Space-to-Space Communications System (SSCS)
When Johnson Space Center’s Matt Lemke showed up for work as the project manager of the Space-to-Space Communications System (SSCS) at the end of 1994, he discovered that the project he had inherited was not the one he expected. On his second day on the job, Lemke, an experienced avionic engineer but newly assigned project manager, attended a kickoff meeting with Litton Industries, who had recently been selected as the project’s prime contractor. Lemke had read the contract beforehand and understood the terms of the agreement. He planned to hand the Litton team a set of engineering drawings that had been developed before his arrival so they could get started. After handshakes and introductions, he turned to his NASA colleague who had supported the contract agreement with Litton just weeks before, and asked for the drawings. The response stunned Lemke: “What drawings?”
The SSCS is a two-way communications system that was designed to provide voice and telemetry data between the space shuttle orbiter, the International Space Station, and the Extra Vehicular Activity Mobility Unit (EMU). This system enabled simultaneous communication among up to five users.
The formal start of the SSCS project coincided closely with a reorganization within the Engineering Directorate at Johnson Space Center. The Tracking and Communications Division and the Flight Data Systems Division merged into a new Avionic Systems Division. At the same time, a new Project Management Office was created to manage the engineering project teams that in the past had interacted directly with the Space shuttle or Space Station programs. Both administrative changes led to mixed morale, and several key engineers with radio expertise opted not to work for the Project Management Office, which now had oversight over the SSCS project.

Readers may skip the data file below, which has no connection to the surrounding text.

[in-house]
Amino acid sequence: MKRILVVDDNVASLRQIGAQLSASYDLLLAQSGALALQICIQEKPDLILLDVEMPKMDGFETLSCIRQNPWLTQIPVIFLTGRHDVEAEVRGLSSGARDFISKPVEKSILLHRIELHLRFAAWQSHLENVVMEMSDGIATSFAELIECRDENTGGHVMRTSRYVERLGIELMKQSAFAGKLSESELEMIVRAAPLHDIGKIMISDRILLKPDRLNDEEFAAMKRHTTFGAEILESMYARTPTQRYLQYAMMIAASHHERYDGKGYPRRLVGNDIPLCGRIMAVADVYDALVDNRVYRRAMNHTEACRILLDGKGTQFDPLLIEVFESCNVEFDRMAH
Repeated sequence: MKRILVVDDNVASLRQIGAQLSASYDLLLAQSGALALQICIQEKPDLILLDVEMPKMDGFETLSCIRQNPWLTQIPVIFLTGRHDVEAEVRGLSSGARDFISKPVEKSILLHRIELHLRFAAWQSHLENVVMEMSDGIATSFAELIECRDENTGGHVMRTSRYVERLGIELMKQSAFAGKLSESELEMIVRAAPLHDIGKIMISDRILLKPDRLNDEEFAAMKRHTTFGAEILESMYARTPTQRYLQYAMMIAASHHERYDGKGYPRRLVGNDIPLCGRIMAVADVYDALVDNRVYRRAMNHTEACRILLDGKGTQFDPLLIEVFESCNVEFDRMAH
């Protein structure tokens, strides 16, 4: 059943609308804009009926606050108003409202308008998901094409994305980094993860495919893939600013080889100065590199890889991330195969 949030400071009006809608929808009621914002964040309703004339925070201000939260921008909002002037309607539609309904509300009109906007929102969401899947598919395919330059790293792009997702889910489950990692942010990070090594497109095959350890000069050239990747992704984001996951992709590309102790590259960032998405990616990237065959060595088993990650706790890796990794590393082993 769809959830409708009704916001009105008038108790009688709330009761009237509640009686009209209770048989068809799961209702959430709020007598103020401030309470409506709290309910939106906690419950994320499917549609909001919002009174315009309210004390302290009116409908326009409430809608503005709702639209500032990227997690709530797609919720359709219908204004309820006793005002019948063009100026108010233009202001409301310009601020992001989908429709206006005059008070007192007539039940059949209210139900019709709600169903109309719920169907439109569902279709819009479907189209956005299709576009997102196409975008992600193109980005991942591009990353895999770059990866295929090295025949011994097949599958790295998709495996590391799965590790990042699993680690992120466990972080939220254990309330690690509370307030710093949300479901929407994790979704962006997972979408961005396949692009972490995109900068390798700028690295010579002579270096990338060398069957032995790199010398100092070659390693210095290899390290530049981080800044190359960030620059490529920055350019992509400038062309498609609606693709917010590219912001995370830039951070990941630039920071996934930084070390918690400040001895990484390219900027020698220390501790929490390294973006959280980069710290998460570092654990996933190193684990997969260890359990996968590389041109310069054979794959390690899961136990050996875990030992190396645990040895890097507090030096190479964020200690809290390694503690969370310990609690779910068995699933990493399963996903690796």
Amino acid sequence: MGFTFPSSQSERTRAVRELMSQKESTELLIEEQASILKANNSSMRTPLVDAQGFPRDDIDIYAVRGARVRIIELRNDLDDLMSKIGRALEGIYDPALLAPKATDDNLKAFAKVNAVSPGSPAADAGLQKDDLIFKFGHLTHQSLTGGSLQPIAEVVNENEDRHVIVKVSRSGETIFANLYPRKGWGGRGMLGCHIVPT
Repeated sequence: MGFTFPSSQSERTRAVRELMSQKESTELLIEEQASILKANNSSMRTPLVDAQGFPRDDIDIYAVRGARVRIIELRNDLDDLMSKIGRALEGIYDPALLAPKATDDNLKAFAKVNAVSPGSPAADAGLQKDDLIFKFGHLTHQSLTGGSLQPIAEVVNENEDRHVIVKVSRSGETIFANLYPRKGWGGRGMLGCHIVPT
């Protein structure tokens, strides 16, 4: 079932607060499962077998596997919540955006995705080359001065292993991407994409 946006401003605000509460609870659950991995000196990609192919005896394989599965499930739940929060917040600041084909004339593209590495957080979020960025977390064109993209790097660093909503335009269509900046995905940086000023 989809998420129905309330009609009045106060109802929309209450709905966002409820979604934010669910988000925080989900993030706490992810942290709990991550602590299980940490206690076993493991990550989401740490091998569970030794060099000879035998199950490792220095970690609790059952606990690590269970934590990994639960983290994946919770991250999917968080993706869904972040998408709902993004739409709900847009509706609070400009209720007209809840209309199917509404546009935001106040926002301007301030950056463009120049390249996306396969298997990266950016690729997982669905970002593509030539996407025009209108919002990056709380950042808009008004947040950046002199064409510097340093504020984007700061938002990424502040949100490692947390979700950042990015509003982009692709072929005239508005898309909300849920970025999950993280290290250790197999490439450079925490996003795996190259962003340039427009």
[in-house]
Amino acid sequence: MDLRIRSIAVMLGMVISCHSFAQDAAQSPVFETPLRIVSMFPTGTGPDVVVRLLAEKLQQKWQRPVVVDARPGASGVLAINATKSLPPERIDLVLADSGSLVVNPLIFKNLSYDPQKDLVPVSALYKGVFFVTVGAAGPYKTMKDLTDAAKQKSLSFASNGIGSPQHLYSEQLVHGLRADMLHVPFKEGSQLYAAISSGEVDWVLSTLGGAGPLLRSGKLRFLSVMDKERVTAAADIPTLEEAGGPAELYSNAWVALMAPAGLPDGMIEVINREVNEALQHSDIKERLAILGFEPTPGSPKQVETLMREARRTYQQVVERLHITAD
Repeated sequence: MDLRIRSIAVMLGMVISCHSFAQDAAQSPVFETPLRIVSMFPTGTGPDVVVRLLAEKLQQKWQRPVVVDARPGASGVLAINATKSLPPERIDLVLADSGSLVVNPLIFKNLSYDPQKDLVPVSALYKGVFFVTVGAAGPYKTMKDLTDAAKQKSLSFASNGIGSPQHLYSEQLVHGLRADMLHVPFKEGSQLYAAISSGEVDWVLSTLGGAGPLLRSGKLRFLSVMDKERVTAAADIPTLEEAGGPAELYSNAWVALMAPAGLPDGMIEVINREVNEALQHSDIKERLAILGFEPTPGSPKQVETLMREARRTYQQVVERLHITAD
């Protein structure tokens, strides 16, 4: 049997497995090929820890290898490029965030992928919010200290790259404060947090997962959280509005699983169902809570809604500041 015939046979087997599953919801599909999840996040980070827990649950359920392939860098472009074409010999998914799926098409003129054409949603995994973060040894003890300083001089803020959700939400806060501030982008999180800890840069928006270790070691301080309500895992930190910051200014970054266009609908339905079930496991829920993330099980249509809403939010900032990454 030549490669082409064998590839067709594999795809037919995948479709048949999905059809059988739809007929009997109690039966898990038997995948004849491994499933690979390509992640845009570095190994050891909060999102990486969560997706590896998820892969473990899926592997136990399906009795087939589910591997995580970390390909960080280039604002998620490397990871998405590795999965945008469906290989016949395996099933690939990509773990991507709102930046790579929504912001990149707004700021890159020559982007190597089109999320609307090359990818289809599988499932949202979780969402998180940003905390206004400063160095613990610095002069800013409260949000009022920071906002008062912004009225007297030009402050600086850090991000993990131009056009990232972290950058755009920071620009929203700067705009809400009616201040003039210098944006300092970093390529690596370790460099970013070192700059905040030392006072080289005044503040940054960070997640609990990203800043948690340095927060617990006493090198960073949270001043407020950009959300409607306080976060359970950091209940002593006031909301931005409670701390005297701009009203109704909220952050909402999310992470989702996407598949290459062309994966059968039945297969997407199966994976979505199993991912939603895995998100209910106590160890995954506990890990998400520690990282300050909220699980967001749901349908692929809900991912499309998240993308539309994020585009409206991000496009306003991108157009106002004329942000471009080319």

At about the same time, the Engineering Directorate awarded a new engineering support contract to Lockheed. While Lockheed was also the previous support contractor, the new contract had a number of provisions that drove off many engineers. All of the contractor designers on SSCS left the project in the six months prior to Litton being awarded the manufacturing contract.
In short, Matt Lemke found himself at the beginning of his first significant NASA project management assignment under a new internal organization, with no engineering drawings, none of the designers who had worked on the earlier phase of the development, and a project team with no expertise in the SSCS complex radio system architecture.